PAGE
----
IIoT & Industrie 4.0
Optimize Business Processes in an Evolving Manufacturing Landscape
How is IIoT changing industry?
The Internet of Things (IoT) is the network of physical objects–sensors, actuators, machines, controllers–embedded with electronics, software, sensors, and network connectivity that enables these objects to collect and exchange data1. The Industrial Internet of Things–or IIoT–represents the subset of IoT applications related to the broad family of manufacturing, utility automation, process control and similar enterprises.
What is Industrie 4.0?
Smart Factories & Automation
Representing the fourth industrial revolution, Industrie 4.0 is a collective term embracing a number of automation, data exchange and manufacturing technologies. These technologies coalesce under Cyber-Physical Systems, the Internet of Things and the Internet of Services.3,4,5 Industrie 4.0 originated from a high-tech strategic initiative of the German government to promote the computerization of manufacturing6.
By Christoph Roser at www.AllAboutLean.com.
Six Design Principles
Industrie 4.0 is based on six design principles:
- Interoperability. The ability of cyber-physical systems (i.e. workpiece carriers, assembly stations and products), humans & Smart Factories to connect and communicate with each other via the Internet of Things & the Internet of Services
- Virtualization. A virtual copy of the Smart Factory which is created by linking sensor data (from monitoring physical processes) with virtual plant models & simulation models
- Decentralization. The ability of cyber-physical systems within Smart Factories to make decisions on their own
- Real-Time Capability. The capability to collect and analyze data & provide the derived insights immediately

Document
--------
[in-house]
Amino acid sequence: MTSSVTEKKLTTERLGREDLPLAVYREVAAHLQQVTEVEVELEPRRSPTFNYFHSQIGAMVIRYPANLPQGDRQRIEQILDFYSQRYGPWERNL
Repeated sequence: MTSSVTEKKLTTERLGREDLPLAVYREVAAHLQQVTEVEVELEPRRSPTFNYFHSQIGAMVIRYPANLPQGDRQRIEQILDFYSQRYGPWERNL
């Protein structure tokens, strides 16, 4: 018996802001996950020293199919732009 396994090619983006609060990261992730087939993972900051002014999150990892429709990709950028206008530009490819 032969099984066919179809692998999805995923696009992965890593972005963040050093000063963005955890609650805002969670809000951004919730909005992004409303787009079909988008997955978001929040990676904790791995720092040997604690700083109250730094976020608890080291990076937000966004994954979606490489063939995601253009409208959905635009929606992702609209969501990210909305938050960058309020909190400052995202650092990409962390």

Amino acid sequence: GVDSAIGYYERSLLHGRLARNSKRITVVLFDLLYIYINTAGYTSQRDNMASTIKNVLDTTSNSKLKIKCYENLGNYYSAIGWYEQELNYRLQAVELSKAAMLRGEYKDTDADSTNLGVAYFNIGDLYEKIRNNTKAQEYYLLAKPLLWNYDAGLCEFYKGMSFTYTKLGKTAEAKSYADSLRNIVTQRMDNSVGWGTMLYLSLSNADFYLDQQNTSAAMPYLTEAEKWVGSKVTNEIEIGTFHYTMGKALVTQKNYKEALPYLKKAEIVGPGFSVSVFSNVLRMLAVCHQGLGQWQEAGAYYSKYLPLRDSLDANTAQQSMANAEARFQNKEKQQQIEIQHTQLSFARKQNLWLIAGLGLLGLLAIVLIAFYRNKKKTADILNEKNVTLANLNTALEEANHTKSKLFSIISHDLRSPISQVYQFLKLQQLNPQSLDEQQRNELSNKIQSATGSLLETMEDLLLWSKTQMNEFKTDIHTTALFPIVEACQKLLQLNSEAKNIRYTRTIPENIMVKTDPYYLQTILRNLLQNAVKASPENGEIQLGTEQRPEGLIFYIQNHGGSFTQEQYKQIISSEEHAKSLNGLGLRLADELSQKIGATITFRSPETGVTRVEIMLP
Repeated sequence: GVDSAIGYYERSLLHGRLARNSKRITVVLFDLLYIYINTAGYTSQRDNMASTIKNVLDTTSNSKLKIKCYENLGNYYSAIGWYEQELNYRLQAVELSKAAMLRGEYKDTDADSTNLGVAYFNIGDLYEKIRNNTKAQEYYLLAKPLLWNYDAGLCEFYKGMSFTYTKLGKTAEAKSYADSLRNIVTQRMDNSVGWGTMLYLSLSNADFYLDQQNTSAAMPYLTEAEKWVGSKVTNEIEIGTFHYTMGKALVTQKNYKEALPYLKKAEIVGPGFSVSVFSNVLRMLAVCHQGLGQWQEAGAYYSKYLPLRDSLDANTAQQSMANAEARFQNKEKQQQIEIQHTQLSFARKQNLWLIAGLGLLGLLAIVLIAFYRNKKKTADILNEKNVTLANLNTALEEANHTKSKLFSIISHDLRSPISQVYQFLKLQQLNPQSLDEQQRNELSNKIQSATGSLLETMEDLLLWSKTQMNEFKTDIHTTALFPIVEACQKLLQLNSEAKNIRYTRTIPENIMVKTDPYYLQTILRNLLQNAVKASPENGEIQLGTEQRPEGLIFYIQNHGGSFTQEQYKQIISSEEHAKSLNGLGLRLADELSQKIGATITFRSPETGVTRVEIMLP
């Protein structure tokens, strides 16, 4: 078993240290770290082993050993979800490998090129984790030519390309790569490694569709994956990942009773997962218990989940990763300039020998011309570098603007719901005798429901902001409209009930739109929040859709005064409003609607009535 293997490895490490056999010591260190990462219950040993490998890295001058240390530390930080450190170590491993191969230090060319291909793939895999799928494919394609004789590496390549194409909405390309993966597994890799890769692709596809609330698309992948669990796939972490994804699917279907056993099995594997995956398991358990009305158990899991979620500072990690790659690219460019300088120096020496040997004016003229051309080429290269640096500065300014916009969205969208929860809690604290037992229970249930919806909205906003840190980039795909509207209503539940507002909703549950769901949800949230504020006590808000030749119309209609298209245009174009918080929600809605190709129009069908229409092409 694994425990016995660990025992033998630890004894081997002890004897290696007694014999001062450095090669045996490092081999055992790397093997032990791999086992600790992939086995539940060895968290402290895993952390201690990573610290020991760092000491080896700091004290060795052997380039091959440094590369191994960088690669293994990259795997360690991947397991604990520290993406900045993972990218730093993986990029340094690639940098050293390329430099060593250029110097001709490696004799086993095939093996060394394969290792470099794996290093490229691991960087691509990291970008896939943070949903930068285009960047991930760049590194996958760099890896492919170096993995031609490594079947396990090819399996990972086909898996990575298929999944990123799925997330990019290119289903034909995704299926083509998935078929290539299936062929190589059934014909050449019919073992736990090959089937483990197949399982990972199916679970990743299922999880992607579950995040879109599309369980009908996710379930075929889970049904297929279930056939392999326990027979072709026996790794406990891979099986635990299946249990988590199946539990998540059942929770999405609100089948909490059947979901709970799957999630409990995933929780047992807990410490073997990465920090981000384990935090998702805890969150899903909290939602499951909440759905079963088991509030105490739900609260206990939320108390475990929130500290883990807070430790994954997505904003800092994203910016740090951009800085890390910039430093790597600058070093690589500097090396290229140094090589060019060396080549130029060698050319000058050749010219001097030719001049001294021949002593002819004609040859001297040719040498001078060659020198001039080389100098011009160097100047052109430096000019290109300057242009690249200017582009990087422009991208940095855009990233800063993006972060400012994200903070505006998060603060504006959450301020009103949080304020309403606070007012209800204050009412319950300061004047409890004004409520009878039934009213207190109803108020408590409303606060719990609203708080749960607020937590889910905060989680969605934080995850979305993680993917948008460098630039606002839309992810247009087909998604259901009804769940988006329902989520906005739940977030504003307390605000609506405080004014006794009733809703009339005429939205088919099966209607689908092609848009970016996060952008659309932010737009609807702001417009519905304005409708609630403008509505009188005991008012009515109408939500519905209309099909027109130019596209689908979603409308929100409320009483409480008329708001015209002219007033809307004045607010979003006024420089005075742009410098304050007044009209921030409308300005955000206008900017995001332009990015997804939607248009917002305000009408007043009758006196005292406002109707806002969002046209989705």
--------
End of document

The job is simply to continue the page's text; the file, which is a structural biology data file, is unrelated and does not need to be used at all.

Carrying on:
- Service Orientation. Offering of services (of cyber-physical systems, humans or Smart Factories) via the Internet of Services
- Modularity. Flexible adaptation of Smart Factories to changing requirements by replacing or expanding individual modules
1. "Internet of Things Global Standards Initiative". ITU. Retrieved 26 June 2015.
2. Daugherty, Paul; Negm, Walid; Banerjee, Prith; Alter, Allan. "Driving Unconventional Growth through the Industrial Internet of Things" (PDF). Accenture. Retrieved 17 March 2016
3. Hermann, Pentek, Otto, 2015: Design Principles for Industrie 4.0 Scenarios, accessed on 3 February 2015
4. Jürgen Jasperneite: Was hinter Begriffen wie Industrie 4.0 steckt in Computer & Automation, 19 Dezember 2012 accessed on 23 December 2012
5. Kagermann, H., W. Wahlster and J. Helbig, eds., 2013: Recommendations for implementing the strategic initiative Industrie 4.0: Final report of the Industrie 4.0 Working Group
6. Zukunftsprojekt Industrie 4.0
Ready to Start?
Transform your business through a collaborative approach between design & manufacturing.
From the Blog
The future is automation. With a clear trend of digitization that is particularly evident during the 2020 Coronavirus pandemic, automation is more valuable than ever. Because of this, ensuring the reliability of your automation systems is important...
Artjom Bil | 09.30.2020
Think about the amount of sensor data gathered in a single hour inside a manufacturing plant: Data like size, color, temperature, failure, location and on/off status are captured 24/7 from equipment like motors, pumps, compressors and conveyors....
Ciaran Burns | 09.09.2020
“Connected” best describes today’s industrial automation world. Advancements in sensors, actuators, switches and active components strive to keep up with the demand for increased output and productivity in the manufacturing industry. At the center...